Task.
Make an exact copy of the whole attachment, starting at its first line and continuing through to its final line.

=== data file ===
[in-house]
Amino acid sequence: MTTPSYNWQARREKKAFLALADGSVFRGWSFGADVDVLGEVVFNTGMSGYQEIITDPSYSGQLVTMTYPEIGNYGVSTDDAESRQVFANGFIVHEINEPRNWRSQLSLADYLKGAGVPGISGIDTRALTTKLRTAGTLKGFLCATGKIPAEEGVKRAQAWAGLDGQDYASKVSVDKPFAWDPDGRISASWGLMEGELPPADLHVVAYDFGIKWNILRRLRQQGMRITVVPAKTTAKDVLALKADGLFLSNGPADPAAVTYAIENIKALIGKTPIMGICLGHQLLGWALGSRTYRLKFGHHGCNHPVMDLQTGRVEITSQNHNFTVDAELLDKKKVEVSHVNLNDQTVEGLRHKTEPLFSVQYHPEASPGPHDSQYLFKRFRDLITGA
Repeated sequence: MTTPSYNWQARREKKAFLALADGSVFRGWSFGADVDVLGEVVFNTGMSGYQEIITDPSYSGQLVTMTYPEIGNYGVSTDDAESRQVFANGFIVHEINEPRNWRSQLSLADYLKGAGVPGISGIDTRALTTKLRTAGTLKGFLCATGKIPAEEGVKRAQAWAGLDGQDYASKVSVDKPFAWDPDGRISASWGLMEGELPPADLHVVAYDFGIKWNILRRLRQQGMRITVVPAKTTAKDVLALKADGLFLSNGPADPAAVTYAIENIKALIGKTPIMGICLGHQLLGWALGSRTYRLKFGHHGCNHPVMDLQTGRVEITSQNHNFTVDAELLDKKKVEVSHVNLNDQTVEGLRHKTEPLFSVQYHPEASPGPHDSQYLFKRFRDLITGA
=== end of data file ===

[in-house]
Amino acid sequence: MTTPSYNWQARREKKAFLALADGSVFRGWSFGADVDVLGEVVFNTGMSGYQEIITDPSYSGQLVTMTYPEIGNYGVSTDDAESRQVFANGFIVHEINEPRNWRSQLSLADYLKGAGVPGISGIDTRALTTKLRTAGTLKGFLCATGKIPAEEGVKRAQAWAGLDGQDYASKVSVDKPFAWDPDGRISASWGLMEGELPPADLHVVAYDFGIKWNILRRLRQQGMRITVVPAKTTAKDVLALKADGLFLSNGPADPAAVTYAIENIKALIGKTPIMGICLGHQLLGWALGSRTYRLKFGHHGCNHPVMDLQTGRVEITSQNHNFTVDAELLDKKKVEVSHVNLNDQTVEGLRHKTEPLFSVQYHPEASPGPHDSQYLFKRFRDLITGA
Repeated sequence: MTTPSYNWQARREKKAFLALADGSVFRGWSFGADVDVLGEVVFNTGMSGYQEIITDPSYSGQLVTMTYPEIGNYGVSTDDAESRQVFANGFIVHEINEPRNWRSQLSLADYLKGAGVPGISGIDTRALTTKLRTAGTLKGFLCATGKIPAEEGVKRAQAWAGLDGQDYASKVSVDKPFAWDPDGRISASWGLMEGELPPADLHVVAYDFGIKWNILRRLRQQGMRITVVPAKTTAKDVLALKADGLFLSNGPADPAAVTYAIENIKALIGKTPIMGICLGHQLLGWALGSRTYRLKFGHHGCNHPVMDLQTGRVEITSQNHNFTVDAELLDKKKVEVSHVNLNDQTVEGLRHKTEPLFSVQYHPEASPGPHDSQYLFKRFRDLITGA